Sir Gawain, during The Knight in the Cart. Sir Gawain is praised as a noble, and

a Valiant knight, while Lancelot is presented as a less knight than Gawain.

Lancelot’s sacrifice of his own beliefs only prove that these were acts above

those of a normal person, even Sir Gawain, a higher more noble person than most,

would not sacrifice as Lancelot . A perfect example of this is the cart scene in

which Sir Gawain approaches the cart and sees Lancelot in the cart; “Sir Gawain

galloped after the cart, and seeing the knight sitting in it, was amazed…He

would certainly not climb in the cart, he said, it would be base in extreme to

trade a horse for a cart” (de Troye 151), he was not ready to sacrifice the same

as our hero Lancelot. These acts by Lancelot could be parallel to those of

Beowulf and his physical fights and sacrifices throughout his story. Or that of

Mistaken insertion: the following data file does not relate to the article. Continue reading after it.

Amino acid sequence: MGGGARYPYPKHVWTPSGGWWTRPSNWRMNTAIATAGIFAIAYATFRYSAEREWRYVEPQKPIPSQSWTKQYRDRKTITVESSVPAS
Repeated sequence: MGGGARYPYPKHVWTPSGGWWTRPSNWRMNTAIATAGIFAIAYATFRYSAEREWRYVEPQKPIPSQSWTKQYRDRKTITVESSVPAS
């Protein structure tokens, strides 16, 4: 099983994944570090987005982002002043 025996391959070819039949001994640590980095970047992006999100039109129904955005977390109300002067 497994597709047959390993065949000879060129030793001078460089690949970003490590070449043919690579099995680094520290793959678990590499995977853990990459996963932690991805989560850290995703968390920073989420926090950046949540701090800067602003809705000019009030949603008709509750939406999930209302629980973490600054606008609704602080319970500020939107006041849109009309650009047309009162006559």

Odysseus and the long journeys he had to endure to get to his homeland.

The most striking aspect of these warriors is the complexity of the

characters themselves. We see that the travels of Odysseus is purely for his

return for home, and return to the community he loves. He has no realization

that he is anything else nor does he change his outlook on life from his

journeys. Odysseus stays the same from beginning to end of the story even though

time has taken many years from him. The story of Beowulf has a different

development over the story. We watch as Beowulf transforms from a powerful young

man who will go out and fight all;

Had they not seen me come home from fights where I had bound five

Giants-their blood was upon me- cleaned out a nest of them? Had I not

crushed on the wave sea serpents by night in narrow struggle, broken beasts?

(Beowulf 64). A man all-powerful among men, and yet he changes from the

mercenary, to the king, against his wishes but what the town people most desired

from him. This transformation from a man who helped people, for his own pleasure

and honor, to a man who becomes helper of the people, not to the people. Last we